Heather-Dawn Small, Director, General Conference Women’s Ministries.

During this new quinquennium 2005- 2010, the General Conference Women's Ministries Department is focusing on combining evangelism and ministry. We are taking our marching directions from Isaiah 61:1-3 and this quote from E. G. White found in the book Ministry of Healing:

"Christ's method ALONE will give true success in reaching people. The Savior mingled with [people] as one who desired their good. He showed His sympathy for them, ministered to their needs, and won their confidence. THEN He bade them, 'Follow Me'" (p. 143, emphasis supplied).

This emphasis on evangelism and ministry means that we must change the way we do evangelism. We have been involved in evangelism and in ministry, but to combine the two will result  in even more souls brought to God. It will mean placing more intentional emphasis on our Six Challenge Issues and helping each woman find a ministry that will help women who face these challenges. It will mean helping our women see evangelism in a new way, for God has called us to proclaim to the world Christ's love and to be His touch in this world as we serve Him.

The Six Challenge Issues that impact women around the world are (1) threats to health; (2) a woman's work load; (3) poverty; (4) lack of training and mentoring; (5) abuse; and (6) illiteracy. Interestingly, these issues tie in with the United Nations Eight Millennium Development Goals (see http://www.un.org/millenniumgoals/) and with the challenges women face as noted by the Committee on the Status of Women at their Beijing Conference in 1995.

1. Threats to Health. A Women's health includes her emotional, social, and physical well-being and is directly affected by social, political, and economic factors. The quality of a woman's health directly impacts on her life and well-being, her family, and society. Yet women around the world are still victims of poor health.

Ministry Ideas: Breathe Free for Women, blood pressure/cholesterol programs, osteoporosis prevention, exercise, weight control, vegetarian cooking, nutrition classes, cancer screening/awareness, reproductive health classes, grief and loss support groups, support groups, stress reduction.

2. A Woman's Workload. Women around the world and in all cultures face the problem of work overload. Women are either faced with the challenge of doing 90 percent of the world's agricultural work, which includes long work days, small salaries, and then the additional hours of housework and childcare with limited access to basic necessities; or the balancing act of societal expectations for maintaining an intact and healthy family while achieving in a highly competitive work environment that results in long days, limited rest and recreation, and little time for time with God.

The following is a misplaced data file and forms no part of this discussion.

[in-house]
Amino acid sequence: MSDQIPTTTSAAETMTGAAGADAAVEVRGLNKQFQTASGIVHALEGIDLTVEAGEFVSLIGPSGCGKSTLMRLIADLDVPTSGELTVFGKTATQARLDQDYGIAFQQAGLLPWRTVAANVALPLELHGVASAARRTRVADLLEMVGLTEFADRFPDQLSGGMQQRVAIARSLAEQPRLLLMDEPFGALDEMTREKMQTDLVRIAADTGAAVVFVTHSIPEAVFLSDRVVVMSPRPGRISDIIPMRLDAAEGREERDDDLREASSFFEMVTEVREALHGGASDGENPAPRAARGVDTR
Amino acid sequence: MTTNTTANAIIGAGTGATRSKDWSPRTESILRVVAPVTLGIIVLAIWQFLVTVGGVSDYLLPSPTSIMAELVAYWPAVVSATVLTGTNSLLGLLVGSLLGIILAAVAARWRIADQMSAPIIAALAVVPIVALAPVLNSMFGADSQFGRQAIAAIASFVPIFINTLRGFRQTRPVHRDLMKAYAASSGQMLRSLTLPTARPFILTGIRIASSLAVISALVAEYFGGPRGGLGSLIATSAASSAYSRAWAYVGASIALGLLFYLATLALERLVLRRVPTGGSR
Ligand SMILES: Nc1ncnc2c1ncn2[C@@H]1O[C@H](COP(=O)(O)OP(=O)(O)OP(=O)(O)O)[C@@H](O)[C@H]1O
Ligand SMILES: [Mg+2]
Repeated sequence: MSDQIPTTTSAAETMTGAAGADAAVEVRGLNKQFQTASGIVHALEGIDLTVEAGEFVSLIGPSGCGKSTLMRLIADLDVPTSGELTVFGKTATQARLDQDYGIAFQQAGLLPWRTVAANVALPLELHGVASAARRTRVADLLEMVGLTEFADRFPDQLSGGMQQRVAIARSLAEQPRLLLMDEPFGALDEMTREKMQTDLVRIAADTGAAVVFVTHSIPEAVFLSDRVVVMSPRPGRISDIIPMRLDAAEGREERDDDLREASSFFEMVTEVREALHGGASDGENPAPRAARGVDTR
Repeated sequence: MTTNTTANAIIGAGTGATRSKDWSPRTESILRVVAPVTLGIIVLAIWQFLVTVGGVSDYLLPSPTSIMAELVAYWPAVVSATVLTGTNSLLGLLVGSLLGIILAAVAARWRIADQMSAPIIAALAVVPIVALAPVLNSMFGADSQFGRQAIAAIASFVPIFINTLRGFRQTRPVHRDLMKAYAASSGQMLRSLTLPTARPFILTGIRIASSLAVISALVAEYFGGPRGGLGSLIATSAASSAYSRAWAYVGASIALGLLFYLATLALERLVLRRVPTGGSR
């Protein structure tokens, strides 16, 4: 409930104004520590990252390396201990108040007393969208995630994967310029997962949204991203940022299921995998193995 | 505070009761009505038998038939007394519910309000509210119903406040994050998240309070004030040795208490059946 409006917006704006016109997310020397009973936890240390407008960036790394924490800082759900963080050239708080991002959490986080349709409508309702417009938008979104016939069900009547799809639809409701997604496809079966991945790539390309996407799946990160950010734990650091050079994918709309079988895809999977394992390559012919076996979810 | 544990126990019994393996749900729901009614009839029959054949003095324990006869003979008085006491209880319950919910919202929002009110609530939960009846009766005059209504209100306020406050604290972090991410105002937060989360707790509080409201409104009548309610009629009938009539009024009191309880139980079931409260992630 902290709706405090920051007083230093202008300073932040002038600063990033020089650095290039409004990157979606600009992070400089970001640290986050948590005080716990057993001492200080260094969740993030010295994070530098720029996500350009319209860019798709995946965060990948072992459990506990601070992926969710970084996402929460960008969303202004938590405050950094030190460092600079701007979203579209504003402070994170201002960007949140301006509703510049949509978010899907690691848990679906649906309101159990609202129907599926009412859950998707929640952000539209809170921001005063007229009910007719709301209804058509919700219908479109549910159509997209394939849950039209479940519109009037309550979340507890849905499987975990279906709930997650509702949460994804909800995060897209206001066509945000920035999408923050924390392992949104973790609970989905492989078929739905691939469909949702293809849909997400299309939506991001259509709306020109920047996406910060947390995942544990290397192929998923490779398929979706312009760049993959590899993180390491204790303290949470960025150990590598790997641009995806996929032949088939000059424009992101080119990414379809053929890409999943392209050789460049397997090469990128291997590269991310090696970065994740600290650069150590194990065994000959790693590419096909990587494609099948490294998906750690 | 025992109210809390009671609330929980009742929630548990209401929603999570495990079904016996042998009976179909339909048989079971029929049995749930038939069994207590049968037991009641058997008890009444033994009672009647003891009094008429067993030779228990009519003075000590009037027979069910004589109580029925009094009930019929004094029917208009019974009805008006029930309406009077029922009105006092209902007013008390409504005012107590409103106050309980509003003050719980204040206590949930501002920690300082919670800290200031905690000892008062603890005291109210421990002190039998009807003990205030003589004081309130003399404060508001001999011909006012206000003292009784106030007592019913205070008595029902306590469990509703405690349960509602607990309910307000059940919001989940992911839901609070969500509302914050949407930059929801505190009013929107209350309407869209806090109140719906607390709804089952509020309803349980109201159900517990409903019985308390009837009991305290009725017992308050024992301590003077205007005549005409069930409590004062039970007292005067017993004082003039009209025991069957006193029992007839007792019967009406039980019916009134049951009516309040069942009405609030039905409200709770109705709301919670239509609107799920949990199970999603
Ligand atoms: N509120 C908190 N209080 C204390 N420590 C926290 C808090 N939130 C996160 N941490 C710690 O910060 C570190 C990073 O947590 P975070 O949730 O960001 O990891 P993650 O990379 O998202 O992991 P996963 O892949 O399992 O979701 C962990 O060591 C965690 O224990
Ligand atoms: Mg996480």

Ministry Ideas: Time management, organization seminars, management classes, small business classes, self esteem, Bible study skills, working-mothers seminars.

3. Poverty. The Unifem report, "Progress of the World's Women 2005," presents some startling information on this question of women and poverty. Progress for women in this is improving, but very slowly. The report notes that "despite parity in primary education, disparities are still wide in secondary and tertiary education—both increasingly key to new employment opportunities."

Ministry Ideas: Small business development, money management seminars, preparing for retirement seminars, professional mentoring, time management, budgeting, widow support groups, debt reduction.

4. Lack of Training, Mentoring, and Opportunities. Education for all is a basic human right. For women to achieve better health, nutrition, and quality of life for themselves and their families, they need equal access to education. Lack of education results in women being trapped in a cycle of poverty with limited options for economic improvement, which results in sentencing their children to chronic poverty and limited education.

Ministry Ideas: Leadership training, mentoring programs, communication classes, parliamentary procedures seminars, women's ministries committees, spiritual gifts seminars.

5. Abuse. Domestic violence, incest, rape, and battering are all-too-common burdens that women carry. Physical, sexual, and psychological battering happens to small girls, adolescents, single, and married adult women, and elderly women. No stratum of society is immune from the epidemic of violence, and as a church, we believe that tolerance of abuse within the church, is a denial of Christ.

Ministry Ideas: Abuse education seminar, women's shelters, support groups, healing seminars.

6. Illiteracy. Nearly one billion people in the world are illiterate, one-fifth of the world's population. One out of every three women in the world cannot read and write. In many developing countries 80 percent of the food is produced by women, and women in rural areas women are mostly unpaid laborers. Statistics show that two-thirds of the world's nonliterate population and one-third of all heads of households are women, yet they carry two-thirds of the worlds work load.

Ministry Ideas: Basic literacy training, computer literacy, second language training programs.

The Women's Ministries Department cannot work alone. We need the support of leadership as we challenge women with their potential to share the good news. Our desire, by God's grace, is to provide ministry ideas that encourage women today to take up their mission as disciples of Jesus Christ. As church leaders today, we can make a difference by talking with one another, supporting one another, and consistently looking beyond the church walls.

The women of this church are eager, ready, and more than willing to do God's work. May God help us to accomplish our task by uniting our efforts as we touch hearts and tell the world!

Heather-Dawn Small
General Conference Women's Ministries Director